Be the House Every Trick-or-Treater Looks Forward To


If you love Halloween, you probably want to give your neighborhood kids an experience as fun and exciting as you remember. Whether you have your own trick-or-treater or your kids have outgrown it, you can still enjoy this childhood tradition. Hopefully, you live in a place where you know your neighbors and everyone feels safe and happy together. Here’s how to make your home the “it” destination for little trick-or-treaters and their parents.


Create the Atmosphere

Decorating is only the beginning, but it’s the aspect many people think about first when it comes to holidays. Decorate in a way that creates your ideal Halloween atmosphere. You can go scary or whimsical. Remember, some older children might enjoy things that make them scream, while younger kids may end up in tears. Use your best judgment. Craft or buy the traditional trappings, like headstones, giant spider webs, and skeletons. Check out these suggestions from HGTV. Or make it your own with a pop culture theme you especially like. Add lighting and music or sound effects for the full experience.


Get into the Spirit and Out of the House

Don’t wait for a knock on the door. Make each trick-or-treater feel welcome by greeting them outside. Set up a treat station in your front yard or driveway. Wear a costume, and invite other adults or teens in your family to join you. You could even dress up your dog. When you’re outside, you get to interact with the visitors, meeting the parents of your kids’ friends and enjoying all the amazing costumes. Other families will remember you as a friendly, outgoing neighbor.


Make it a Party

Consider turning your house into a pitstop on the way around the neighborhood. This is a great idea if you live in a far-flung cul-de-sac that people walk a long way to reach. Let them stop and relax a while. Put out patio chairs and if you want, serve hot drinks like cider or hot chocolate. (Just don’t offer any open food or drink to a child who doesn’t have an adult present, in case of food restrictions or allergies.) Play music and turn your driveway into a dancefloor. Another option is to tell age-appropriate scary stories. Trick-or-treaters can continue on their way rejuvenated and energized.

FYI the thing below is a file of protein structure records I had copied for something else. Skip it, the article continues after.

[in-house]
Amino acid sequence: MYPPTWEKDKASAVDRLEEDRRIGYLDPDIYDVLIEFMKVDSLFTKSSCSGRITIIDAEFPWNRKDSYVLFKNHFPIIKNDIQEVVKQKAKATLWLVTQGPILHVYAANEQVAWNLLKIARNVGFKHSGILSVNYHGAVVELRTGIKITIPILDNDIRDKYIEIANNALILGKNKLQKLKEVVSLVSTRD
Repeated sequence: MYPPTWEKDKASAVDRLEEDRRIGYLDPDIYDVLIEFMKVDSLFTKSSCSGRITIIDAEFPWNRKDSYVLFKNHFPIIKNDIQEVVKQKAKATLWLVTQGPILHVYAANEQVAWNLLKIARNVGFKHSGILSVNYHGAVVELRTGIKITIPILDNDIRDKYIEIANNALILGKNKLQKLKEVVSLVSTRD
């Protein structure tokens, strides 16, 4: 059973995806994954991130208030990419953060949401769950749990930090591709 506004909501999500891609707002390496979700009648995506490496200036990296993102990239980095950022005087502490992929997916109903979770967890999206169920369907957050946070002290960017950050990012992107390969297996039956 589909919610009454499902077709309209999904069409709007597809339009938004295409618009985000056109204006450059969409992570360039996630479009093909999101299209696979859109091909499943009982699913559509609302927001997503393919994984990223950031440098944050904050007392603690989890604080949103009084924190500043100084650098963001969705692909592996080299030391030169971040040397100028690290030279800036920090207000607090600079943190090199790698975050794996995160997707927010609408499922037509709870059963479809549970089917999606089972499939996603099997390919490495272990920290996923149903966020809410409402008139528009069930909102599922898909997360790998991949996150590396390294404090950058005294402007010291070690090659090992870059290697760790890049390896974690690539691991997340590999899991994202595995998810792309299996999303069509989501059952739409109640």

Set up a Craft Station

This one takes some effort, so you might team up with a few neighbors. Not every child can enjoy Halloween candy, thanks to allergies or other issues. So give them a chance to make something cool they can take home. Set up a table, with lighting for after dark, and let visitors get creative. Young kids trick-or-treating with parents should especially enjoy this. Browse Pinterest or similar sites for simple ideas. Choose craft projects that use inexpensive supplies like construction paper, pipe cleaners, markers or crayons. Also, make it something quick, so they can get back to trick-or-treating!


Any way that you choose to celebrate Halloween, use it as a chance to get to know your neighbors better, and keep it fun. Use your creativity to make a memorable experience for kids of all ages.


PHOTO: Urlich Dregler / CC0 Public Domain